Right now, our crazy times seem to support musicians with emotional and contentious music helping the listener to release their important impassioned frustrations. Sasami is a leader in pushing this to the edge, and I am down for it.
As if Sasami didn’t break all the sound barriers and totally rock us out with her stage power, Surfbort came in with a very similar energy. Directly summoning the crowd to participate, Surfbort a four piece punk rock band, blasted guitars and chanted their songs with the anticipation of loyal followers to sing along. Their fans all pushing toward the stage, sang along and cheered uncontrollably. It was infectious. I wasn’t really sure what I was witnessing, but I was really welcomed to the crowded front to take photos. It was photo gold! I have to admit, I made a terrible mistake by passing the giant speakers at the wrong time without my earplugs. My left ear was ringing for the rest of the night. Live and learn. Surfbort was defiant and proud of it, drugs, sex, and rock & roll. Their latest album, Keep on Trucking, came out in 2021. They are out on the road for the month of March, and I promise, it is an experience!
Sarah Shook & the Disarmers
I tried to fit in a bite to eat at this point in the night. With so many great bands, I had a tight window to get any sustenance at all. So I sadly missed a couple songs at Sarah Shook & the Disarmers. They are a tried and true, hard working, steady 5 piece country music band, with a “high lonesome” style that incorporates country-punk and twang, and shades of outlaw country. I really enjoyed chatting with the bass player, he was thrilled to play music at such a cool venue. That is the fun of Stopover, you get to meet many of the band members organically. Sarah Shook & the Disarmers have an album, Nightroamer, that came out this year. New music and enthusiastic, they put on a solid foot-stomping country show for their loyal crowd. Who doesn’t love a pedal steel guitar?
Daniel Donato performs a roots leaning country, but more modern and infused with a Grateful Dead-esque Americana. I witnessed his guitar driven creative riffs that blew my mind. He is a Nashville star on the rise. Check out his latest album, Cosmic Country & Western.
Cece Coakley graced the VIP lounge with her soft songs of folk/pop. I wish I could’ve stayed longer to sit for a spell and truly appreciate her unique voice and style. She doesn’t have an album out yet, but her acoustic version of her songs were relatable and a pleasure. I hope she can tour with a full band soon. It would make her songs have more life.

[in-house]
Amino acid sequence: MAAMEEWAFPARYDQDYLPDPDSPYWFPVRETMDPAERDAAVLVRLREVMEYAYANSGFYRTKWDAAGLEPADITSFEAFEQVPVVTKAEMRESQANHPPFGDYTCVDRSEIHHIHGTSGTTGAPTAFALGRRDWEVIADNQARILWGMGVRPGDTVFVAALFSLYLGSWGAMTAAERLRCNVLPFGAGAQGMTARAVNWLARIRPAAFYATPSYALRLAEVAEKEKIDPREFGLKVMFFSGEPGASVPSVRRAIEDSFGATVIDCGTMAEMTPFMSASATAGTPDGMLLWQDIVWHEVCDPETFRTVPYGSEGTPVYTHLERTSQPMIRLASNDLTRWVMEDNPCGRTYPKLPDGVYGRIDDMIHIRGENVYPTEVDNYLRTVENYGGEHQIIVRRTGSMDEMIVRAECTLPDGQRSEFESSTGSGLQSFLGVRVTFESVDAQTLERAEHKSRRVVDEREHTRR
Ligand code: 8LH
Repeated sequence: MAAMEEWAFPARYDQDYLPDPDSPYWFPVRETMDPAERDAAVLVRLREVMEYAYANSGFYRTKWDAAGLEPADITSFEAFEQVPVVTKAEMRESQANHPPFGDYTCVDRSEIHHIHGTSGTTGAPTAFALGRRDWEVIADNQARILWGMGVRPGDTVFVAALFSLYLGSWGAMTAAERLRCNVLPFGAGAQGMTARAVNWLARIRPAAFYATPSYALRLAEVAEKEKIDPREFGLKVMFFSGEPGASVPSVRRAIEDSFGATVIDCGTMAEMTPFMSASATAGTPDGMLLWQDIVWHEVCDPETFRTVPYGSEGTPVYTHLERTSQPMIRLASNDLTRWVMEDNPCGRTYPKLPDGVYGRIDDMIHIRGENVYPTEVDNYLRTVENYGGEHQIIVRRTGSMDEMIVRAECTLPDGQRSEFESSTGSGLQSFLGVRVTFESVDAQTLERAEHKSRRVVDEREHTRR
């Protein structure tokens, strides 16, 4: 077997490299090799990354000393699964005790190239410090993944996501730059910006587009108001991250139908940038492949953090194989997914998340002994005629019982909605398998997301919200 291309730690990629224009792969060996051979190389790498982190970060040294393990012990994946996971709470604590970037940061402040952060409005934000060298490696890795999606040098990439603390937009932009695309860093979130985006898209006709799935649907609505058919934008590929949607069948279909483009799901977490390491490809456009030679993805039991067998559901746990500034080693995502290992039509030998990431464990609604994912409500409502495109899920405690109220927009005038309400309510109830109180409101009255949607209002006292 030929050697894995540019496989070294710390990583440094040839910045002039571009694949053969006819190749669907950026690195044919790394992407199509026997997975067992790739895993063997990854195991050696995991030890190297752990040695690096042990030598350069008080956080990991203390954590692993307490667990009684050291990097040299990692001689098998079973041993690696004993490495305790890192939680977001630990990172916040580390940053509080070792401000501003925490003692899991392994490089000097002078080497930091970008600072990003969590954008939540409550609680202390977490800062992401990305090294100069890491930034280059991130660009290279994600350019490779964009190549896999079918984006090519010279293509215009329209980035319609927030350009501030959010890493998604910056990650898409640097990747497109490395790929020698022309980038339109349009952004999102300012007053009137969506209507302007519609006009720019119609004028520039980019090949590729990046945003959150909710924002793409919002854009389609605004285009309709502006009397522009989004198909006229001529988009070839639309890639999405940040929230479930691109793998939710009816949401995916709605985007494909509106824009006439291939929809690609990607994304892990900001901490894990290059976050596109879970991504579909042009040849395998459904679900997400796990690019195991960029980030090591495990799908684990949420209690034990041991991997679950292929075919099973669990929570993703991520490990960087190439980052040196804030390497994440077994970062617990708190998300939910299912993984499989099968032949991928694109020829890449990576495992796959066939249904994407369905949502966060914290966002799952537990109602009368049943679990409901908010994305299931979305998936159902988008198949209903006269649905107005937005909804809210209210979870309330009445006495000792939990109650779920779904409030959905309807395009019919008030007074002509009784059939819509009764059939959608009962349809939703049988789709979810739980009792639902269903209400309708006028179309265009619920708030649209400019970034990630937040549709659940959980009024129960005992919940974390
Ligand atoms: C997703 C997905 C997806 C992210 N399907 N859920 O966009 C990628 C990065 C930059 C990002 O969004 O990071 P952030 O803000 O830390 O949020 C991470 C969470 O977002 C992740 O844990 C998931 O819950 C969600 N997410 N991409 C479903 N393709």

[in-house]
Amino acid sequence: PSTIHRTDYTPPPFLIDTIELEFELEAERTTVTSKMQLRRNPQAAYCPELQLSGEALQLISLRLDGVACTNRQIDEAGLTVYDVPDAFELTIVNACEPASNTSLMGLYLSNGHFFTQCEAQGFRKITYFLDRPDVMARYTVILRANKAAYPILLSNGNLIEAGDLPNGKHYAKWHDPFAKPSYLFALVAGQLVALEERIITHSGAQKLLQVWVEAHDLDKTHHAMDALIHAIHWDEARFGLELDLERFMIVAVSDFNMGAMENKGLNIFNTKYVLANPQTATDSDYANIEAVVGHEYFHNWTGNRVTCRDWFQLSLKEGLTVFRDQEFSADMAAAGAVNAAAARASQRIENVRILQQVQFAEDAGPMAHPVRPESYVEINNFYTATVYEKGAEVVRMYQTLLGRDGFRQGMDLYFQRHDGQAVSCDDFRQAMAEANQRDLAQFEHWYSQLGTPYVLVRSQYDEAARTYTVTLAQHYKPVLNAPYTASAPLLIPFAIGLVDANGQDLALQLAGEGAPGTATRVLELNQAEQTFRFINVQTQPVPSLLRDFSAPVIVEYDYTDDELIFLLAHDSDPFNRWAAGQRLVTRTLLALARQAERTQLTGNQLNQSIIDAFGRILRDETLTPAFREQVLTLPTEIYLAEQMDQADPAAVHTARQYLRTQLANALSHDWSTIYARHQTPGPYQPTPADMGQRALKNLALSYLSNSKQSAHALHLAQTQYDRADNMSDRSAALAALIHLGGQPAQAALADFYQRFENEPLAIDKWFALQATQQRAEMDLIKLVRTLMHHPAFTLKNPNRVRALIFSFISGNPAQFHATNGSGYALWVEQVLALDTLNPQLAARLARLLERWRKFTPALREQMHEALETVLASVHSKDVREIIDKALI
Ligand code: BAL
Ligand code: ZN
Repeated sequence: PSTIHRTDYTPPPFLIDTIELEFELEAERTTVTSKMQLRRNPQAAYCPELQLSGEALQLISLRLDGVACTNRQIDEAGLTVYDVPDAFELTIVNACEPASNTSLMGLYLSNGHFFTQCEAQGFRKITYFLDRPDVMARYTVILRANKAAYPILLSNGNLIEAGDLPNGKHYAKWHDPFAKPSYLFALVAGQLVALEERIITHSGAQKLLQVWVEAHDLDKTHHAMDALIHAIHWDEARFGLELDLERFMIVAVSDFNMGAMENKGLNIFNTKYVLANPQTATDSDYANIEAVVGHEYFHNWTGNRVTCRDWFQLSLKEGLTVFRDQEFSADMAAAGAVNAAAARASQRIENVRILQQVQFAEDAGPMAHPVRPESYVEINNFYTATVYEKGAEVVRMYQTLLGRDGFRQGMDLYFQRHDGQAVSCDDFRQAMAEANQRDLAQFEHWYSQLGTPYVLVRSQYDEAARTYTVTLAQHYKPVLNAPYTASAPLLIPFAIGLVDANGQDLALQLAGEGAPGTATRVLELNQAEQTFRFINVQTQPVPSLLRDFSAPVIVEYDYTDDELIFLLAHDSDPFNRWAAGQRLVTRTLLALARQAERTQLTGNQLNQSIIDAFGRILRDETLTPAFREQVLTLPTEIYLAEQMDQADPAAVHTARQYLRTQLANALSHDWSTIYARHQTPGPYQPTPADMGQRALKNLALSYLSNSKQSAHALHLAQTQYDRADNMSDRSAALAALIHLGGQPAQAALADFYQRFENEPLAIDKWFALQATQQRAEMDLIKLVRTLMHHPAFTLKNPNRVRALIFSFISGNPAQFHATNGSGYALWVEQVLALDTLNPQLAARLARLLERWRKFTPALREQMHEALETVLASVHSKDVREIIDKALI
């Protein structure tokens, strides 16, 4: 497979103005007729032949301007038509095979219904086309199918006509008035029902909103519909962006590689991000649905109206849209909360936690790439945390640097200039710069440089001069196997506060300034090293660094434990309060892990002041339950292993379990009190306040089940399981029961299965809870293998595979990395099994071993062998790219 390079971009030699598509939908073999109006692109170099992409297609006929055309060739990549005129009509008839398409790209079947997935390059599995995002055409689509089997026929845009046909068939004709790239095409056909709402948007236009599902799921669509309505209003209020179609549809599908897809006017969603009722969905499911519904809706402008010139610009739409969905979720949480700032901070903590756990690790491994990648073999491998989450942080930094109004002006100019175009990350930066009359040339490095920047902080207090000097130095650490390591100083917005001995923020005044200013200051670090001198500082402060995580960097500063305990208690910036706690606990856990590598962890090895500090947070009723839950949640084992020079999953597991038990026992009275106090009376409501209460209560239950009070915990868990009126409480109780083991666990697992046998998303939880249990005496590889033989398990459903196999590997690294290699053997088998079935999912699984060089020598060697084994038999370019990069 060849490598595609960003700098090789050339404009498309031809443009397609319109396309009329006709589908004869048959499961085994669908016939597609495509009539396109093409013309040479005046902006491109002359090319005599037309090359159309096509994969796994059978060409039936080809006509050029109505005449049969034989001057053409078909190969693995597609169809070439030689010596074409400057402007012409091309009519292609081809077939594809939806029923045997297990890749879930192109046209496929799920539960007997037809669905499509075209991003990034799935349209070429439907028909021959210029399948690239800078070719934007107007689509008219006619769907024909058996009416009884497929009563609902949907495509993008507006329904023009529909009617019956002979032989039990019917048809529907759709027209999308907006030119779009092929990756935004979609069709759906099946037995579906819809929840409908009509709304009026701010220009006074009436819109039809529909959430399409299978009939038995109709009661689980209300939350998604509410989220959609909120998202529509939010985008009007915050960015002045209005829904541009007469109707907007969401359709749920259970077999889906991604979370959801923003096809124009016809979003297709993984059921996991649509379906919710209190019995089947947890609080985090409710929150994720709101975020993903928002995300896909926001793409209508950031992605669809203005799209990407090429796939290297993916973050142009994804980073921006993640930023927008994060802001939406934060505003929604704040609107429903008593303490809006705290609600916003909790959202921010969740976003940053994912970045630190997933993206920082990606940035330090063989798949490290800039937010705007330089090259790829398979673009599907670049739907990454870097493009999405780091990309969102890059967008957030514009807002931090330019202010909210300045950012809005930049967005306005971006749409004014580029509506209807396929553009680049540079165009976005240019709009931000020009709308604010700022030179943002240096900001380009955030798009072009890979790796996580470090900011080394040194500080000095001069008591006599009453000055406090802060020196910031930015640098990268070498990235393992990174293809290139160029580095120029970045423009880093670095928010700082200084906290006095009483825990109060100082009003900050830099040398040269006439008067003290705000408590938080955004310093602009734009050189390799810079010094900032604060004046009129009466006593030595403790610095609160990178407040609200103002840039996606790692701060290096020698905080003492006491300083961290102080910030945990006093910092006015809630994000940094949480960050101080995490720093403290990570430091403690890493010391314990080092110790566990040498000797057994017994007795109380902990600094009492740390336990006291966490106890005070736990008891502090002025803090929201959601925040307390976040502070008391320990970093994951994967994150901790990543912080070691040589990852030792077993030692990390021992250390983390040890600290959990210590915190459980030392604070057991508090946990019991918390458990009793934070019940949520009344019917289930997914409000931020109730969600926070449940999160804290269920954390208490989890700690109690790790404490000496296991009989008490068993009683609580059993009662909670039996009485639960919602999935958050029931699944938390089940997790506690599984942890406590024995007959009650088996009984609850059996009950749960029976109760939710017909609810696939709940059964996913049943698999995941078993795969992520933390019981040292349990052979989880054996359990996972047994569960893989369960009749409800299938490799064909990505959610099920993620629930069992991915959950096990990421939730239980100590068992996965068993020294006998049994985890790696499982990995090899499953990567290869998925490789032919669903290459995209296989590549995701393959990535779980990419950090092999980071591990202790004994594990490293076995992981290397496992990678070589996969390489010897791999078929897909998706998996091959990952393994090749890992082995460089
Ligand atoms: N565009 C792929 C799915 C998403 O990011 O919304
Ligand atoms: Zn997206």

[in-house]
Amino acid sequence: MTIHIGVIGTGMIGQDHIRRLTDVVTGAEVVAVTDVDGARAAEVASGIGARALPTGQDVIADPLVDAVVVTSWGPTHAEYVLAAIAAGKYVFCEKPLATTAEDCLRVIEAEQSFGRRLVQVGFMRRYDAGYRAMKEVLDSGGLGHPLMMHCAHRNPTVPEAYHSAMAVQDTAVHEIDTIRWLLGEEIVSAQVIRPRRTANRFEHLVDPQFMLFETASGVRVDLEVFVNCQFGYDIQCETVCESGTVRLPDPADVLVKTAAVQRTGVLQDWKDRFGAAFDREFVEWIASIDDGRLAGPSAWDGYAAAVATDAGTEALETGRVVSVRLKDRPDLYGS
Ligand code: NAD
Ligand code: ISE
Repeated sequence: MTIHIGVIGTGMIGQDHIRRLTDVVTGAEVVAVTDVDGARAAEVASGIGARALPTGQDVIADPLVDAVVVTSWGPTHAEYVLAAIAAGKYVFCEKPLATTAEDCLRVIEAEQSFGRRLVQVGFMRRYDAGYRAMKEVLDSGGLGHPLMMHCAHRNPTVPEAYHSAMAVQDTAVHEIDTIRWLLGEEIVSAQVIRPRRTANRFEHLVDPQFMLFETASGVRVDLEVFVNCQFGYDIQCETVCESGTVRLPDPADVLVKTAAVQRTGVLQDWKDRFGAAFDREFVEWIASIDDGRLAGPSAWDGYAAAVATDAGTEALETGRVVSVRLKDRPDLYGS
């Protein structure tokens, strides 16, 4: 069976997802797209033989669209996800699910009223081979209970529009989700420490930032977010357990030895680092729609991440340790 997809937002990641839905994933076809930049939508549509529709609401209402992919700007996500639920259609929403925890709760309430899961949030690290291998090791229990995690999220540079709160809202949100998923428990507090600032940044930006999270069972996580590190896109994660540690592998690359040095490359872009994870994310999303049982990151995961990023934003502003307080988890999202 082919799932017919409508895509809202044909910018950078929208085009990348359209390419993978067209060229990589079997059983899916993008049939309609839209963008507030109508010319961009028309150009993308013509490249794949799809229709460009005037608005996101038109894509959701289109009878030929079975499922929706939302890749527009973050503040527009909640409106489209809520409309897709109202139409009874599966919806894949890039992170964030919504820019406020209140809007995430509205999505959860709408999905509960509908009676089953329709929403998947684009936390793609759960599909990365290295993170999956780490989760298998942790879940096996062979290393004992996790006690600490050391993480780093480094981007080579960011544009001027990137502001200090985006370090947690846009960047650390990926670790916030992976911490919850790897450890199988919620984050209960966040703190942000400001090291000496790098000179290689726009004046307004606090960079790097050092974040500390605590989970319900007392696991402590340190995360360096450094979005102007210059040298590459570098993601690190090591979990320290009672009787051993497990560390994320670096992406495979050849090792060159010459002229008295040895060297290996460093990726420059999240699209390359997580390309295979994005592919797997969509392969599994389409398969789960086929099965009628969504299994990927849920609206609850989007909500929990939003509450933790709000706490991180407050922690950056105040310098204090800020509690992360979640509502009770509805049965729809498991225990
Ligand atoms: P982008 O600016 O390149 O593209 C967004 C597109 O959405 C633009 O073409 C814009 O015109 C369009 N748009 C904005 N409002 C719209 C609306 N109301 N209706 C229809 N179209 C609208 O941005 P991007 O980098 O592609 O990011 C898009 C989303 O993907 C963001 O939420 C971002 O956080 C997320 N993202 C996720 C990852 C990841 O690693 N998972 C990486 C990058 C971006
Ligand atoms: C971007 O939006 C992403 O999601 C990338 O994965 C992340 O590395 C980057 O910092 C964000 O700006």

How do I describe a Kevin Barnes, of Montreal, concert? Each one I have attended have been energetic and joyous. Savannah Stopover’s appearance also proved to be a fantastic, surreal world of dancing dreams. Kevin diligently mastered the vocals while moving (even jumping) rhythmically and playing guitar among many costumed dancers. He seemed to have endless bouts of energy and focus. The dancers came and went with different costume changes to the happy excitement of the large crowd gathered. They provided visual stimulation and fun entertainment. Of Montreal played many of their most popular songs and they were the favorites, as people danced and sang along. It was once again a theatrical experience solidifying that of Montreal are the darlings from the Athens music scene.
American Aquarium‘s BJ Barham has a true gift for song story telling. It was fitting that the lights were low except for the spots on each individual band member. The shadows and silhouettes echoed the tone of his stories and their slow building jams. Their recent releases are two volumes of cover songs titled Slappers Bangers and Certified Twangers. They were an homage to all of the songs that inspired Barham. American Aquarium is a North Carolina alt-country band which continues to prove their grit and love of country/rock&roll and continues out on the road sharing their stories.
Reverend Peyton’s Big Damn Band
Reverend Peyton’s Big Damn Band was the perfect jam for the end of the night! The small crowd that gathered continued to grow as their voices and music continued to build. It was pure merrymaking and exciting to sing along to the choruses! They were electrifying, knee slapping fun. I felt transported to a big front porch on a balmy evening where a group of talented musicians decided to jam. Watching Peyton strum and pick the many guitars he brought for the show, was a marvel to witness. I must say, the most joyous jam of the evening was when Breezy, Peyton’s wife, played her washboard until her fast moving fingers set it on fire (see video).